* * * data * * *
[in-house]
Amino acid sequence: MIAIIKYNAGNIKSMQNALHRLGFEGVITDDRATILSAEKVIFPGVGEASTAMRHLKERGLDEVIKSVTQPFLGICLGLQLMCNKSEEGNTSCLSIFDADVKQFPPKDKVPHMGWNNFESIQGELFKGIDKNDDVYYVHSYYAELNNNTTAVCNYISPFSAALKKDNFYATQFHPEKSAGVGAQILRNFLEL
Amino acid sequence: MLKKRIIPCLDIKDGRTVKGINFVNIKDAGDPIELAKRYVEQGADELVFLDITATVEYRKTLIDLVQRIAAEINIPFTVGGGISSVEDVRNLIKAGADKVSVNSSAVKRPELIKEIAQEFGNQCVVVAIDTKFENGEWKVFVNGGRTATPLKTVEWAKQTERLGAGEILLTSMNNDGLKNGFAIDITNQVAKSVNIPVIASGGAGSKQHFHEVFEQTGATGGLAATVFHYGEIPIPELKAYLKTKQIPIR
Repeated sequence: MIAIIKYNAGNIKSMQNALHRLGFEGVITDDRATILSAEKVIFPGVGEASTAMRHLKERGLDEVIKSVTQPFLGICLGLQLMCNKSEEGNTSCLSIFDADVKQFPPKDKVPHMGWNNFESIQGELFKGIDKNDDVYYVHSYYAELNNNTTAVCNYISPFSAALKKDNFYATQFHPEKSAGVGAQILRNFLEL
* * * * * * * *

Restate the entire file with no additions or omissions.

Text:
[in-house]
Amino acid sequence: MIAIIKYNAGNIKSMQNALHRLGFEGVITDDRATILSAEKVIFPGVGEASTAMRHLKERGLDEVIKSVTQPFLGICLGLQLMCNKSEEGNTSCLSIFDADVKQFPPKDKVPHMGWNNFESIQGELFKGIDKNDDVYYVHSYYAELNNNTTAVCNYISPFSAALKKDNFYATQFHPEKSAGVGAQILRNFLEL
Amino acid sequence: MLKKRIIPCLDIKDGRTVKGINFVNIKDAGDPIELAKRYVEQGADELVFLDITATVEYRKTLIDLVQRIAAEINIPFTVGGGISSVEDVRNLIKAGADKVSVNSSAVKRPELIKEIAQEFGNQCVVVAIDTKFENGEWKVFVNGGRTATPLKTVEWAKQTERLGAGEILLTSMNNDGLKNGFAIDITNQVAKSVNIPVIASGGAGSKQHFHEVFEQTGATGGLAATVFHYGEIPIPELKAYLKTKQIPIR
Repeated sequence: MIAIIKYNAGNIKSMQNALHRLGFEGVITDDRATILSAEKVIFPGVGEASTAMRHLKERGLDEVIKSVTQPFLGICLGLQLMCNKSEEGNTSCLSIFDADVKQFPPKDKVPHMGWNNFESIQGELFKGIDKNDDVYYVHSYYAELNNNTTAVCNYISPFSAALKKDNFYATQFHPEKSAGVGAQILRNFLEL